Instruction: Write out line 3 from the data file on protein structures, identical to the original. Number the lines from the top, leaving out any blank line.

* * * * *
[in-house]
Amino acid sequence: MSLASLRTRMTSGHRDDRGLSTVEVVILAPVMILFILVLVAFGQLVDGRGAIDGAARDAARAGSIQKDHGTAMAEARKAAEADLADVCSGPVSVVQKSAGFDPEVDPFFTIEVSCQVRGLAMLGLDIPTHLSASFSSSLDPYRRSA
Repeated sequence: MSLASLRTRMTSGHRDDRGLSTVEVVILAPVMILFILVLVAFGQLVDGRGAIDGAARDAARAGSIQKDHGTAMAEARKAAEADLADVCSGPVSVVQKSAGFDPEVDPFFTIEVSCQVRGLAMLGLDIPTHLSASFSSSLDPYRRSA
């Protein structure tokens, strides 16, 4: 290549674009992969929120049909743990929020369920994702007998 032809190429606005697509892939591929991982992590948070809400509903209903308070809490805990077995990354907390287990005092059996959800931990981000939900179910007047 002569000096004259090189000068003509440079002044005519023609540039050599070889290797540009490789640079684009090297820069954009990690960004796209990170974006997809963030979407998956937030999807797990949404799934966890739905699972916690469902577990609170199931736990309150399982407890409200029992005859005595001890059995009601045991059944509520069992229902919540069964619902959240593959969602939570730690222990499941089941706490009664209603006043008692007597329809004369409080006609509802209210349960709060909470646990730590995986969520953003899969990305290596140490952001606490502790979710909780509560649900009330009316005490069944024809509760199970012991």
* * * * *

Repeated sequence: MSLASLRTRMTSGHRDDRGLSTVEVVILAPVMILFILVLVAFGQLVDGRGAIDGAARDAARAGSIQKDHGTAMAEARKAAEADLADVCSGPVSVVQKSAGFDPEVDPFFTIEVSCQVRGLAMLGLDIPTHLSASFSSSLDPYRRSA